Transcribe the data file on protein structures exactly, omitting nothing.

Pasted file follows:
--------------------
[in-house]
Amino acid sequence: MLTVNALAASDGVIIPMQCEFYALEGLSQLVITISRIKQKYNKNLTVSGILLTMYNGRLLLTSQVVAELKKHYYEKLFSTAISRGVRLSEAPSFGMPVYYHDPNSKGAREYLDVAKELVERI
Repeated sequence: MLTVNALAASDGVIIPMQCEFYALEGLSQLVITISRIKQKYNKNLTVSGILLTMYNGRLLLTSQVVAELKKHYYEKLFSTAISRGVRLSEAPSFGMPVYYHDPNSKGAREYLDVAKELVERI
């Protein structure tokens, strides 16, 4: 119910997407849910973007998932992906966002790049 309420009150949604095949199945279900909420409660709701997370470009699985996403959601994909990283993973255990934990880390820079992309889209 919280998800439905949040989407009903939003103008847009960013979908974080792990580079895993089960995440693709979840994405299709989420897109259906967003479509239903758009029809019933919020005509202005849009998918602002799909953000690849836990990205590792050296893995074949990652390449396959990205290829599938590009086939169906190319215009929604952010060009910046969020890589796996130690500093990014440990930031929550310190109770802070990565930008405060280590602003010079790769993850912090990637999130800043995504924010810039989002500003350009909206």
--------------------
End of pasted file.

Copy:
[in-house]
Amino acid sequence: MLTVNALAASDGVIIPMQCEFYALEGLSQLVITISRIKQKYNKNLTVSGILLTMYNGRLLLTSQVVAELKKHYYEKLFSTAISRGVRLSEAPSFGMPVYYHDPNSKGAREYLDVAKELVERI
Repeated sequence: MLTVNALAASDGVIIPMQCEFYALEGLSQLVITISRIKQKYNKNLTVSGILLTMYNGRLLLTSQVVAELKKHYYEKLFSTAISRGVRLSEAPSFGMPVYYHDPNSKGAREYLDVAKELVERI
């Protein structure tokens, strides 16, 4: 119910997407849910973007998932992906966002790049 309420009150949604095949199945279900909420409660709701997370470009699985996403959601994909990283993973255990934990880390820079992309889209 919280998800439905949040989407009903939003103008847009960013979908974080792990580079895993089960995440693709979840994405299709989420897109259906967003479509239903758009029809019933919020005509202005849009998918602002799909953000690849836990990205590792050296893995074949990652390449396959990205290829599938590009086939169906190319215009929604952010060009910046969020890589796996130690500093990014440990930031929550310190109770802070990565930008405060280590602003010079790769993850912090990637999130800043995504924010810039989002500003350009909206």